1. In current Utah law and practice, lobbyists can be legislators.
This really shocks 90% of people I talk to along with the fact that a senator representing Utah Valley is currently both a lobbyist and a state senator. As they ask for more info, I tell them that Howard Stephenson is one of the most influential policy makers in our state, and his "taxpayers association" is really a 4-employee lobbying firm with a secret list of business clients. Stephenson's sole basis for employment is his effectiveness in achieving legislation favorable to his clients. If he votes the "wrong" way or does not push bills his clients favor, he will be fired. This is not the normal and inherent bias of a citizen legislature, but basically a man paid for his votes. Worse, since the Utah Taxpayers Association's clients are secret, you never know on a given bill whether Stephenson is being employed to vote a certain way. He cannot be objective or risk his livelihood. How can it be interpreted any differently? Recent reform bills did nothing about this practice.
2. The latest ethics reform bills passed by the legislature will not only fail to stop the vast majority of the lobbyist money coming in, but new loopholes would allow half of it to go unreported if spending spending patterns remain similar.
Bernick's analysis in the Deseret News of lobbyist gifts and meals this year reveals the distinct lack of reform.
"Despite Utah legislators' claim that they took large steps in lobbyist gift-giving reforms this year, a Deseret News analysis of new lobbyist disclosure reports finds that a new reform bill they passed would ban just $1,100 of the $71,700 spent on lawmakers so far this year...
However, the newspaper also found if the lobbyist gift-ban restrictions found in a citizen initiative petition were in effect, 99 percent of the gifts given to legislators in January, February and March of this year would not have been allowed."
The purposeful loopholes in the law just passed are even worse:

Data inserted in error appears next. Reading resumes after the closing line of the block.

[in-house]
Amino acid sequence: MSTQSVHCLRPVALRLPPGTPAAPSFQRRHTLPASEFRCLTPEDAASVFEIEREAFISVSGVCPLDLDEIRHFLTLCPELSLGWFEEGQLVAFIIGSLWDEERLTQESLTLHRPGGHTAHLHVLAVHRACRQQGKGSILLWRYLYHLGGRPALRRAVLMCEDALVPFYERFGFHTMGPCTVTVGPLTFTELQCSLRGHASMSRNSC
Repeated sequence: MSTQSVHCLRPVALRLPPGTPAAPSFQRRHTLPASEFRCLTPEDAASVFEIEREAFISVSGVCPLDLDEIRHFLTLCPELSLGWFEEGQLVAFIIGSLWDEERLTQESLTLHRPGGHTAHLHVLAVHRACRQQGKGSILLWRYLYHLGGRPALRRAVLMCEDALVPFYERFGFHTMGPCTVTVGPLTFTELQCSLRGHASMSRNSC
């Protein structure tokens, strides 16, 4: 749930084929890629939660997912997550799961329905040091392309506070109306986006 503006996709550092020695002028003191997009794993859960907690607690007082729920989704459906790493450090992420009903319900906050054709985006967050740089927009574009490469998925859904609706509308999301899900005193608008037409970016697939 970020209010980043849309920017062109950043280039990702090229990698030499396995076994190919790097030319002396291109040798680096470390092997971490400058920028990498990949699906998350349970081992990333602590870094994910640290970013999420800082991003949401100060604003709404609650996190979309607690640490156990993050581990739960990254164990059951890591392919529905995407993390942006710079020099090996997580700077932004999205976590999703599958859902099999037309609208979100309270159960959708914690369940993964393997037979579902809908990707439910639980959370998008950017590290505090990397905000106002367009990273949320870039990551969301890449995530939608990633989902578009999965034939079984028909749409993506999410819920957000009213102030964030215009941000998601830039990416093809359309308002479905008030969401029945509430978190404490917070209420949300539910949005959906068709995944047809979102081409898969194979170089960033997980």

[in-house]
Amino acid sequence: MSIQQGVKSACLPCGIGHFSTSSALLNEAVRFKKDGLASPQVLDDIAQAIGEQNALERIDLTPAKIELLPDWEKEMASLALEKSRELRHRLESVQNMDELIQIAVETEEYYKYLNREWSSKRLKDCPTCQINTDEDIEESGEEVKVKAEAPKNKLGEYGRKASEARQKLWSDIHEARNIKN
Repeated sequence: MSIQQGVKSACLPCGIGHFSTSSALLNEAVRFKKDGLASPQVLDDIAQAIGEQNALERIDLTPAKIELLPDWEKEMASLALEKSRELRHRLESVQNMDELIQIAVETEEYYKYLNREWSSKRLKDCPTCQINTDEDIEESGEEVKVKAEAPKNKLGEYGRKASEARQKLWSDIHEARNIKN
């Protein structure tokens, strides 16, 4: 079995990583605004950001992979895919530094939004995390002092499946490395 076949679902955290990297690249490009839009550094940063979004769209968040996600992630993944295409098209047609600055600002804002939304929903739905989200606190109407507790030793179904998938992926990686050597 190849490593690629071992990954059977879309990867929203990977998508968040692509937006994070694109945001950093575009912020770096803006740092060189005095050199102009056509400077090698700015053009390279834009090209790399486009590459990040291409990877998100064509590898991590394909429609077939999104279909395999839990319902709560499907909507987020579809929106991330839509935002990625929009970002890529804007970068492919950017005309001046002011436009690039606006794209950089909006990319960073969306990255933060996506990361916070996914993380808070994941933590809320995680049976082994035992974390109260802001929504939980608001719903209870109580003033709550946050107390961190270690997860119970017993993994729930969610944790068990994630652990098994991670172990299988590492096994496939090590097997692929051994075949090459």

Meals costing more than $10 must come with the accepting lawmaker's name attached, unless large groups of legislators are invited. If the whole Legislature, the House or Senate, a legislative committee or a party caucus are all invited to the meal, then that expense is exempted, no matter how many actually attend. In fact, the all-invited expense will no longer even be reported by the giving lobbyist, as is the case under the old lobbyist law. Gone from the public record will be how much was spent by this or that special interest group hosting a meal for an identifiable number of legislators, no matter what that expense may be.
In the first three months of this year, $35,168 — nearly half of all gift-giving that was reported, the newspaper found — went for meals where all members or some caucuses were invited, an amount that won't be seen in future lobbyist reports.
In addition, in the 29-member Senate, the president can authorize lobbyist-paid-for trips and expenses for a senator of either political party, and that lobbyist expense won't be reported, either, under the new law. The speaker of the House also may give such a trip exemption for any representative, but by internal House rule (which was not adopted by the Senate), the speaker must disclose that expenditure and the representative who took it in a timely manner.
Bernick explains that gift giving is down 20% from last year's 1st quarter, but I have difficulty praising the legislature for accepting "only" $71,000 of gifts in a three month period rather than $89,000.
The legislators can take offense and (falsely) call the proposed restrictions and independent commission a "power grab" all they want, but that doesn't change these numbers. The state legislature wants us to believe that the vaunted free market they value so much is spending tens of thousands of dollars in just a 3 month period to accomplish nothing; these firms and special interests are so blind to their own interest that they just throw this money away without making a profit on the expenditure; and Howard Stephenson has been employed for the last few decades to not influence the incorruptible legislature. Think about that premise and either find a last minute petition to sign, or go online and sign electronically as that battle rev's up. Here are the links to the Utahns for Ethical Government initiative and also the Fair Boundaries initiative.